How to Lead a Business Meeting
Until a month ago, I thought I was pretty effective at leading business meetings. And then I did a one-day workshop called Transforming Meetings in a Thinking Environment based on the work by renowned, groundbreaking Author, Nancy Kline. I blogged about it here.
The guest post below highlights so much of what I learned at that meeting – making sure all meeting participants are comfortable, thinking in pairs and many more brilliant tips. Enjoy!
How to Effectively Lead a Business Meeting
Guest Post by Suzanne Elly
As you look out at your employees, they stare back at you, and instead of seeing alert, attentive employees, your employees’ eyes almost seem to glass over as they wait for you to signal the end of the meeting. Then, someone yawns, and loudly.
This is not some rock concert where you automatically hold the attention of your audience just by showing up. No, this is a serious business meeting and you are at the helm.
However, at this moment you need their attention. You could bring in a bullhorn and blow it every time someone even looks like they are nodding off.
A better solution, though, would be to sharpen up your business meeting skills to lasso in not only their attention but to engage them as well.
By coming to your meeting with a plan to engage your audience, you encourage your audience participation.
For more information regarding tips for effectively leading a business meeting, please read the following.
Hold your meeting in a space that is both comfortable for attendees and functional for the event.
The room should contain the requisite technological fit-outs, in addition to furnishings that encourage discourse. For this reason, you want to reserve professionally staffed meeting rooms to promote the best opportunity for you to engage with your audience.
Servcorp meeting rooms, for example, are outfitted with the latest technology and the finest furnishings making it a comfortable, inviting environment for holding business meetings.
When sending out notices for meeting dates, prepare attendees by giving them your objectives. These objectives do not have to be a lengthy list, but as a courtesy to your co-workers, objectives prepare them for the topics to be discussed at the meeting.
Furthermore, these objectives allow your participants an opportunity to include possible topics for an agenda. Whether you are having a meeting regarding pay raises or holding one regarding holiday leave, you should always prepare co-workers by informing them of the point of the meeting.
Effective meetings always provide a list of topics to attendees. The main reason for creating an agenda is to let your audience know the direction of your conversation.
Not only does the agenda benefit your audience, but it also aids as a time tracking tool in keeping the conversation on task. With an agenda, you avoid the conversation turning to more tangential, and often unrelated, topics.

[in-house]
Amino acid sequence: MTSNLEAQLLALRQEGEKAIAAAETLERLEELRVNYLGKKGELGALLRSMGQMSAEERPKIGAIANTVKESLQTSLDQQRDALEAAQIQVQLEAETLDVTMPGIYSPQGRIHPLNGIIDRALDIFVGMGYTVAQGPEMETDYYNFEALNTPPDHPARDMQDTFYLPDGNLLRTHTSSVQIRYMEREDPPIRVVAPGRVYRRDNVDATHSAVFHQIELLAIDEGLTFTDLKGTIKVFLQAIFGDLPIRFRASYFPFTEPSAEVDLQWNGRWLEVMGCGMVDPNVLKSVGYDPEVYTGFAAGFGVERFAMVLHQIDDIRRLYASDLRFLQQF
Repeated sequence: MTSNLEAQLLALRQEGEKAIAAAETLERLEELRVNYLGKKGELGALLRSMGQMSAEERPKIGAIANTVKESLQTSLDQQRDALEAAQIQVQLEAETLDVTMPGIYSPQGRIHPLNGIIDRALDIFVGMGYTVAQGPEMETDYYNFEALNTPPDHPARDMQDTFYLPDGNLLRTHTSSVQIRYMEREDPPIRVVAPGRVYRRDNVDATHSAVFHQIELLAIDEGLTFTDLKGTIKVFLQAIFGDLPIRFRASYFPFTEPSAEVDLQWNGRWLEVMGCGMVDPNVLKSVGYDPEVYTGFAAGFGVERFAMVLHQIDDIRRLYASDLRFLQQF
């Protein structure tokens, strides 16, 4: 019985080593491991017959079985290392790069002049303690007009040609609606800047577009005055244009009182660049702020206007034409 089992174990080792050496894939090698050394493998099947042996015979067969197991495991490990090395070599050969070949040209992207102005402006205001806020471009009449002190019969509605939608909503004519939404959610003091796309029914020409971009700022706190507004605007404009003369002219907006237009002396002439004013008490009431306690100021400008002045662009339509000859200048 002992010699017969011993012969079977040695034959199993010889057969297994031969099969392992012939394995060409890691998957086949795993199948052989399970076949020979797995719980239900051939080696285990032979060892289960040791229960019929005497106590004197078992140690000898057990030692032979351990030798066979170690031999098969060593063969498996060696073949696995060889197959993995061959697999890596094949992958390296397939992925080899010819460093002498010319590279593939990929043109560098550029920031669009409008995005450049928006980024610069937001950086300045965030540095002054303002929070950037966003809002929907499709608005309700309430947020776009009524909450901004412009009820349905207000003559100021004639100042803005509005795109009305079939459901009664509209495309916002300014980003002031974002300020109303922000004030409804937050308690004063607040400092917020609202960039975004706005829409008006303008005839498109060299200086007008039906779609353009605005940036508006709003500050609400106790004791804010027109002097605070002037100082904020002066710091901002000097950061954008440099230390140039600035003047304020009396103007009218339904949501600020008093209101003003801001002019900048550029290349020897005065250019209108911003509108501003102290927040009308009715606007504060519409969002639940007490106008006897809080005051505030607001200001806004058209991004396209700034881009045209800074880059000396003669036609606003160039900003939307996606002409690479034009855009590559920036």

Question and Answer
As to avoid keeping everyone at a meeting longer than necessary, tabling all questions until the end of the meeting is another time saver. Often times, meetings are longer than necessary because questions that might or might not be related to the meeting interrupt the flow of the discussions.
By first finishing the topics to be covered in a meeting and then addressing questions later, the only people that have to stay longer are those who need clarification. You essentially save your employees valuable time by not holding the entire office in a meeting for questions that concern a few people.
One of the reasons the office meeting can be so stale is because attendees are often required to sit for a long time as information is conveyed to them. There is no interaction between speaker and listener, and as opposed to provoking thought and analysis, these meetings promote slumber.
Even if it is just to flesh out ideas in pairs, use this as an opportunity for them to engage in cooperative work by placing them in pairs and getting them talking to each other.
Not only does it give them time to decompress some of the information they have already received, but it also breaks up the rut of them passively listening to a speaker.
Effectively Lead Through Active Engagement
For people to hear what is being conveyed in a meeting, they have to be engaged in the topic and the listener. To get your team prepared for any meeting, prime them by giving them a list of the objectives and getting their input.
By the time of the meeting, you will find yourself skating through the conversation, and the once glassy-eyed appearances of your employees will be transformed into the alert faces of co-workers engrossed by your discourse.
Over to You
How effective are your meetings with your team? Is everyone interested, inspired and involved? Please add your voice to the conversation below.